As far as “privatization”, it’s certainly appropriate in a sense, but to many people it seems to imply an overly rigid opposition between public and private sectors, when the neoliberal agenda in practice absolutely doesn’t revolve around any inherent conflict between governments and markets — a zombie idea whose endless reanimation with cash infusions from patrons like the Kochs is arguably a form of obfuscation meant to keep erstwhile opponents of neoliberalism stuck on the wrong arguments. A more useful distinction both for neoliberalism and for those seeking to understand it is between productive and non-productive economic activity, in a strictly capitalist sense of whether or not it can accommodate the extraction of profit; accordingly, a more useful conceptual lens seems to be the commodification of public services, which can be a lucrative domain of capitalist accumulation even when the services in question remain nominally under public administration. (One of my favorite theorists Ursula Huws has a developed and accessible critique along these lines.) Public education is a ripe target for this accumulative process regardless of how the extraction of profit from educators’ labor ends up being structured administratively, and the idea that it might succeed in resisting commodification at all is more or less an existential affront to capital, which seems to be why the ruling class in the US has risked dropping its customary ideological shield of “two parties disagreeing with each other” in order to more effectively coordinate a combined political attack.

Of course we can’t dismiss the way so many of the neoliberal ideologues engaged in the fight to commodify public education affect some sort of selfless altruistic motivation, even trying to outflank public school teachers — a caste whose outward decency relative to Fortune 500 executives otherwise seems like it’d be on fairly solid ground — by obsessively hammering away at a narrative of corrupt and self-interested teachers’ unions. But this in no way precludes a long-term strategy ultimately aimed at commodification and profit once the old institutions are successfully destroyed, any more than Walmart selling below cost at a newly opened store precludes raising their prices once the local competition has been driven out of business. (As an aside, the generalization of this two-faced strategy to encompass literally all philanthropy was a criminally under-discussed “innovation” of the now all-but-forgotten Clinton Foundation; even Bill himself was very explicit about the Foundation’s work as a foot in the door to open new domains for the expansion of markets, both on the practical grounds that this would be more efficient than traditional philanthropy and on the moral grounds that “it’s wrong to ask anyone to lose money” on charity.) Don’t underestimate their duplicitousness, even if on some level they’re also fooling themselves.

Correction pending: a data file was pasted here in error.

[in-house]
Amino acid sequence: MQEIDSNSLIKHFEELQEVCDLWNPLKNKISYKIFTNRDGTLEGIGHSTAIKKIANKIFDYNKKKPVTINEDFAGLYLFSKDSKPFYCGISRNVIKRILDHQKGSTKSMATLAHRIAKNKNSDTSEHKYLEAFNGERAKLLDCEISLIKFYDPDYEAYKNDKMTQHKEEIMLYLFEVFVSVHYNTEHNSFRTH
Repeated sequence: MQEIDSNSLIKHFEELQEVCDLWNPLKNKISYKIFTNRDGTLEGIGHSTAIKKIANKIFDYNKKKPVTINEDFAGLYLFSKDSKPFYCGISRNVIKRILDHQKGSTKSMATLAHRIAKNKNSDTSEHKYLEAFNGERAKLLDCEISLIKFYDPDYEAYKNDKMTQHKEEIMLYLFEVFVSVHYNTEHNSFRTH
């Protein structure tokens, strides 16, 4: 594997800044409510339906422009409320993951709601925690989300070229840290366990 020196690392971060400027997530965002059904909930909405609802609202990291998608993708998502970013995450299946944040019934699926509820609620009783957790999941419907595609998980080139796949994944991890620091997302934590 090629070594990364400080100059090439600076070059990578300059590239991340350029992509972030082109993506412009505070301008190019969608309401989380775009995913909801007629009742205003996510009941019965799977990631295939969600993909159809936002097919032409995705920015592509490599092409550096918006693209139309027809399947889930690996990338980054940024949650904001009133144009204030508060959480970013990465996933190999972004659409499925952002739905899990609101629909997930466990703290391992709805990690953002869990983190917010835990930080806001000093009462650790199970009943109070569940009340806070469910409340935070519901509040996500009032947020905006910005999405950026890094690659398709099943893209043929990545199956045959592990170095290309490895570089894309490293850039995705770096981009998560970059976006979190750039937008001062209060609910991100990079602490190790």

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Collin Street 12.07.16 at 8:08 pm

To go beyond my very limited expertise, I am constantly astounded by the weakness of the charter advocates’ arguments.

The big thing that noone talks about is this: right-wing voters ain’t very smart.

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Harry 12.07.16 at 8:19 pm

Yeah, well it might sound smarmy because I spend so much time talking to people who seem entirely determined to ignore any evidence that indicates their preferred policy solution might not be ideal, and for whom even considering the evidence seems like an anathema. I continue to be haunted by the memory of a senior and eminent education professor criticizing me for mentioning during a talk evidence that she acknowledged was sound because “there are undergraduates in the room” (who, she appeared to think, should only be exposed to the evidence that directly supported the policy conclusions that she agrees with). So yes, I do sometimes get irritated, and I apologize if it makes me smarmy. I’d swear that I only mentioned global warming at all because someone else raised the issue — I thought it was you, but now I can’t find where you did so it must not have been, and the whole discussion now goes over two threads so god knows who mentioned it or where, but I only distinguished them because someone else talked about it! (Unless I imagined that, which I guess is possible — either way, I apologise for it!).

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engels 12.07.16 at 10:21 pm

The big thing that noone talks about is this: right-wing voters ain’t very smart.

Ever heard of the Daily Show?

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engels 12.07.16 at 10:27 pm

Harry, I’ll get back to you, but please note I didn’t equate charter schools with private schools but ‘ed reform’ and ‘choice’ with privatisation, and it was a query not an assertion. (Commodification is a different but related issue. I strenuously disagree that neoliberalism makes the distinction between public and private ownership irrelevant.)

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nastywoman 12.07.16 at 10:36 pm

@27
Heads up! – I think Charter Schools are great – if they are ‘great’ and have a head teacher like this very idealistic cousin of mine in North Carolina – and I think Charter Schools can be pretty terrible if they use their ‘systemic potential for fraud and corruption inherent in such a loosely regulated educational model’.